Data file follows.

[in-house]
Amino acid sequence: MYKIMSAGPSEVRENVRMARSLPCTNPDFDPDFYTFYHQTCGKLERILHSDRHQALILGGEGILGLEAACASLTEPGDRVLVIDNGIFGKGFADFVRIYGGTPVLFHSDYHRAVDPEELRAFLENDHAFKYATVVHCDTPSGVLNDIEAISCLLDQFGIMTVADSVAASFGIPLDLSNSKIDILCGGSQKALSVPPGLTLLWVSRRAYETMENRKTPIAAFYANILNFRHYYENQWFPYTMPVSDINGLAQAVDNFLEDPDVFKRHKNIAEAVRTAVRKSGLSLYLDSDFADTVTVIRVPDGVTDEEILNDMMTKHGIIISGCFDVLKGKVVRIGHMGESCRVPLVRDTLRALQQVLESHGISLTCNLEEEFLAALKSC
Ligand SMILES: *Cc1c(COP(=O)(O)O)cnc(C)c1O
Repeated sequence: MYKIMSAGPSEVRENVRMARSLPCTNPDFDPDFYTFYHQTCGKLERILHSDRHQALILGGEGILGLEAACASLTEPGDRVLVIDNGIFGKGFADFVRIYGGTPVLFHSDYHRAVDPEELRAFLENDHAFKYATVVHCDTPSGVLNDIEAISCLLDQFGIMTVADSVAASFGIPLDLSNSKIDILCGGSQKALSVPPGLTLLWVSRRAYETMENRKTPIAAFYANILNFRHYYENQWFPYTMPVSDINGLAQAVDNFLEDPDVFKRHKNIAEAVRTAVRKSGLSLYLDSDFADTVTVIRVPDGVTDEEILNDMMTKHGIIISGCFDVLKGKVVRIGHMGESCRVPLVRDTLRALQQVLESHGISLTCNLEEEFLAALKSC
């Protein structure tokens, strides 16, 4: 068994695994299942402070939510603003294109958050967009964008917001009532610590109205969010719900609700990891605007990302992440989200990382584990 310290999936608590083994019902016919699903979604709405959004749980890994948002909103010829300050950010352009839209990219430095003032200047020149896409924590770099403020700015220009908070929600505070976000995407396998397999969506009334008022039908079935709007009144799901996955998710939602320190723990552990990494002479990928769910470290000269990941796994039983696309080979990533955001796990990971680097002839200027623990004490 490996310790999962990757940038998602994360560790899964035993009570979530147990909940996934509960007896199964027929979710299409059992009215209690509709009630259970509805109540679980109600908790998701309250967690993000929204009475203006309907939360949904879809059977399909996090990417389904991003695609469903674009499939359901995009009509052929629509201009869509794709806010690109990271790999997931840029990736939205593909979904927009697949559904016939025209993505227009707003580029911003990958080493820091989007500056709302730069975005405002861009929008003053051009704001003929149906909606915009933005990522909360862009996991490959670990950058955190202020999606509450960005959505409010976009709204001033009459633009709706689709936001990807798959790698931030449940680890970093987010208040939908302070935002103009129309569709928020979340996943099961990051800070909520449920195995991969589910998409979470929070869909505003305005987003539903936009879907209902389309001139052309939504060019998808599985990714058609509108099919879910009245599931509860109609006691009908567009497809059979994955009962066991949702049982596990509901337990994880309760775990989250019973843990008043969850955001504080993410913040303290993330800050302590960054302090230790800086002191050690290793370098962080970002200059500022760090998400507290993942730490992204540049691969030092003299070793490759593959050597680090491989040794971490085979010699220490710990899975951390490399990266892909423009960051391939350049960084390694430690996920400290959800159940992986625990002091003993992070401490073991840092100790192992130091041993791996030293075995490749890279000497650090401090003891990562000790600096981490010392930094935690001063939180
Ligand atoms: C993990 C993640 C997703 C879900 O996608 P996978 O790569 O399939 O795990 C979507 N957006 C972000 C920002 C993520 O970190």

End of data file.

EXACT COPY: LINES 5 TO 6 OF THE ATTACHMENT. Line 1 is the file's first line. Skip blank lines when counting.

């Protein structure tokens, strides 16, 4: 068994695994299942402070939510603003294109958050967009964008917001009532610590109205969010719900609700990891605007990302992440989200990382584990 310290999936608590083994019902016919699903979604709405959004749980890994948002909103010829300050950010352009839209990219430095003032200047020149896409924590770099403020700015220009908070929600505070976000995407396998397999969506009334008022039908079935709007009144799901996955998710939602320190723990552990990494002479990928769910470290000269990941796994039983696309080979990533955001796990990971680097002839200027623990004490 490996310790999962990757940038998602994360560790899964035993009570979530147990909940996934509960007896199964027929979710299409059992009215209690509709009630259970509805109540679980109600908790998701309250967690993000929204009475203006309907939360949904879809059977399909996090990417389904991003695609469903674009499939359901995009009509052929629509201009869509794709806010690109990271790999997931840029990736939205593909979904927009697949559904016939025209993505227009707003580029911003990958080493820091989007500056709302730069975005405002861009929008003053051009704001003929149906909606915009933005990522909360862009996991490959670990950058955190202020999606509450960005959505409010976009709204001033009459633009709706689709936001990807798959790698931030449940680890970093987010208040939908302070935002103009129309569709928020979340996943099961990051800070909520449920195995991969589910998409979470929070869909505003305005987003539903936009879907209902389309001139052309939504060019998808599985990714058609509108099919879910009245599931509860109609006691009908567009497809059979994955009962066991949702049982596990509901337990994880309760775990989250019973843990008043969850955001504080993410913040303290993330800050302590960054302090230790800086002191050690290793370098962080970002200059500022760090998400507290993942730490992204540049691969030092003299070793490759593959050597680090491989040794971490085979010699220490710990899975951390490399990266892909423009960051391939350049960084390694430690996920400290959800159940992986625990002091003993992070401490073991840092100790192992130091041993791996030293075995490749890279000497650090401090003891990562000790600096981490010392930094935690001063939180
Ligand atoms: C993990 C993640 C997703 C879900 O996608 P996978 O790569 O399939 O795990 C979507 N957006 C972000 C920002 C993520 O970190």